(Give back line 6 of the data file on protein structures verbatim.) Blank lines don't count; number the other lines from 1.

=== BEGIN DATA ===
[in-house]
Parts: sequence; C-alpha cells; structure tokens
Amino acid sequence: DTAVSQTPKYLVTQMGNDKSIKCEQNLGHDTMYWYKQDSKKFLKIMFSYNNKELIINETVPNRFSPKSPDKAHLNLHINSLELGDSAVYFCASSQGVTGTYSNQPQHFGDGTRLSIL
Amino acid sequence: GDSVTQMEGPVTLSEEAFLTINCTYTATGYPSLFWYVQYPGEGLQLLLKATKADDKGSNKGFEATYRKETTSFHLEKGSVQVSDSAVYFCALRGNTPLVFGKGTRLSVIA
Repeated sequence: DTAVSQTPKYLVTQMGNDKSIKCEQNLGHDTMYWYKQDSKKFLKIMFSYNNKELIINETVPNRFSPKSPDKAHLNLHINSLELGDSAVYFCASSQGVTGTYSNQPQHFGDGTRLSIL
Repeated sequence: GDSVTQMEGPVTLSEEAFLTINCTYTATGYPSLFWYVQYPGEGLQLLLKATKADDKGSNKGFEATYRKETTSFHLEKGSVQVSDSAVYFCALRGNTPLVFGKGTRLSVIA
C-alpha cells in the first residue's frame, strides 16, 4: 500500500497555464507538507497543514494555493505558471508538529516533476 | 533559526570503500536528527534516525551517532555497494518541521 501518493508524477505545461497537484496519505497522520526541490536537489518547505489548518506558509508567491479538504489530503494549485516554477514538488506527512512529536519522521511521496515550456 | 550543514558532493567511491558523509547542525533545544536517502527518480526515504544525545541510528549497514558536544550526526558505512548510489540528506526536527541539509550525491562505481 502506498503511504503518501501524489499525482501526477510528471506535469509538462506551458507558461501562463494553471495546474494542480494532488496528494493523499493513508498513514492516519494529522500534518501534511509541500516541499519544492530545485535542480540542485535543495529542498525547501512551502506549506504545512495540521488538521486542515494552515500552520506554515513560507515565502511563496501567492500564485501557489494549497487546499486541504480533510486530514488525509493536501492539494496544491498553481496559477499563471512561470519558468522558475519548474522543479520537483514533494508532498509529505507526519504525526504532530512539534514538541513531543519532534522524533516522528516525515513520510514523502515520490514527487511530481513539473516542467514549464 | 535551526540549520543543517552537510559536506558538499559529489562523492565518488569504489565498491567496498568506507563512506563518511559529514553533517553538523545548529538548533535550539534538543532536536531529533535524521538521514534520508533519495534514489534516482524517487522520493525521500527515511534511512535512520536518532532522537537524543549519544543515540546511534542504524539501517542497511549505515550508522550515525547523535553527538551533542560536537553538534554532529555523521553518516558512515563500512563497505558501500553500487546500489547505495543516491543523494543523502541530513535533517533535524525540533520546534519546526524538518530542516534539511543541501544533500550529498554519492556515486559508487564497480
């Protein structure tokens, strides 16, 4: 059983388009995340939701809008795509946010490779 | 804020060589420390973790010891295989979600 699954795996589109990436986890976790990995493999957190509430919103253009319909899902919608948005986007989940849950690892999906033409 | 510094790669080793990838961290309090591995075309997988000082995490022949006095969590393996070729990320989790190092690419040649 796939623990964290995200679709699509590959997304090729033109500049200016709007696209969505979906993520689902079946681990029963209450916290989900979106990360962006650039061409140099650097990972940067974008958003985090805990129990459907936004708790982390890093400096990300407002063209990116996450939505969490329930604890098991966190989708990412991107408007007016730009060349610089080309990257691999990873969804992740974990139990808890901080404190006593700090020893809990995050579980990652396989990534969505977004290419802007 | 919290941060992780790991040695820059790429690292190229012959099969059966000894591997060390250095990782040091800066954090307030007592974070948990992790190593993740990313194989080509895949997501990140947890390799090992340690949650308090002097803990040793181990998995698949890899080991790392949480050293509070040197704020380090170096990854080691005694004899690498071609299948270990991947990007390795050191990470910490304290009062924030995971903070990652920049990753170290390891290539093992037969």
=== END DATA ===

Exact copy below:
Repeated sequence: GDSVTQMEGPVTLSEEAFLTINCTYTATGYPSLFWYVQYPGEGLQLLLKATKADDKGSNKGFEATYRKETTSFHLEKGSVQVSDSAVYFCALRGNTPLVFGKGTRLSVIA